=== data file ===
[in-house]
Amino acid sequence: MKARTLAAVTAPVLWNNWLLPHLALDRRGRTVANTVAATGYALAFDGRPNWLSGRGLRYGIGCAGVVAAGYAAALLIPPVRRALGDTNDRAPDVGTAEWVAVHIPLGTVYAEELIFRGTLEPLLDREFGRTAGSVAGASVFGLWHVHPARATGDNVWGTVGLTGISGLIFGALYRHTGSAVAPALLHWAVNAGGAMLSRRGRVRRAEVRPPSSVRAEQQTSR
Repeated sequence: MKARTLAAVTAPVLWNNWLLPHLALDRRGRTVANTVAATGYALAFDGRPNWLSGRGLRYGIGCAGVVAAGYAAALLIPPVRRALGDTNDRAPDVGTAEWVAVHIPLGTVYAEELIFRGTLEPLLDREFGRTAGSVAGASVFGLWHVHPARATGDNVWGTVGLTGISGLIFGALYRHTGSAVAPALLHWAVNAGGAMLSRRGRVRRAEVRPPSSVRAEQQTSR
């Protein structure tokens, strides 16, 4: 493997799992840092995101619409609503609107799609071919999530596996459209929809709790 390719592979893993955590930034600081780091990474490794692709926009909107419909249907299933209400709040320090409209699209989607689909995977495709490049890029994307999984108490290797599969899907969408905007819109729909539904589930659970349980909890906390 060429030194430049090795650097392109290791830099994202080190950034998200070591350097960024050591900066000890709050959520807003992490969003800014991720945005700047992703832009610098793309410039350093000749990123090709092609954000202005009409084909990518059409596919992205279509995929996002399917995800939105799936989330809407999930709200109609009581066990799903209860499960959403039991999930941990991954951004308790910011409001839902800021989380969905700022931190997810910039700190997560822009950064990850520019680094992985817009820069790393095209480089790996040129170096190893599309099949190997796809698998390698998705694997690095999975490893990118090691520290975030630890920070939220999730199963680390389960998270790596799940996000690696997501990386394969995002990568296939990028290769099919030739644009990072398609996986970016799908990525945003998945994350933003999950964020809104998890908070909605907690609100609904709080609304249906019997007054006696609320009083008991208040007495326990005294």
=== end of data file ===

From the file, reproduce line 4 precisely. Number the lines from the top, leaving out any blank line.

């Protein structure tokens, strides 16, 4: 493997799992840092995101619409609503609107799609071919999530596996459209929809709790 390719592979893993955590930034600081780091990474490794692709926009909107419909249907299933209400709040320090409209699209989607689909995977495709490049890029994307999984108490290797599969899907969408905007819109729909539904589930659970349980909890906390 060429030194430049090795650097392109290791830099994202080190950034998200070591350097960024050591900066000890709050959520807003992490969003800014991720945005700047992703832009610098793309410039350093000749990123090709092609954000202005009409084909990518059409596919992205279509995929996002399917995800939105799936989330809407999930709200109609009581066990799903209860499960959403039991999930941990991954951004308790910011409001839902800021989380969905700022931190997810910039700190997560822009950064990850520019680094992985817009820069790393095209480089790996040129170096190893599309099949190997796809698998390698998705694997690095999975490893990118090691520290975030630890920070939220999730199963680390389960998270790596799940996000690696997501990386394969995002990568296939990028290769099919030739644009990072398609996986970016799908990525945003998945994350933003999950964020809104998890908070909605907690609100609904709080609304249906019997007054006696609320009083008991208040007495326990005294």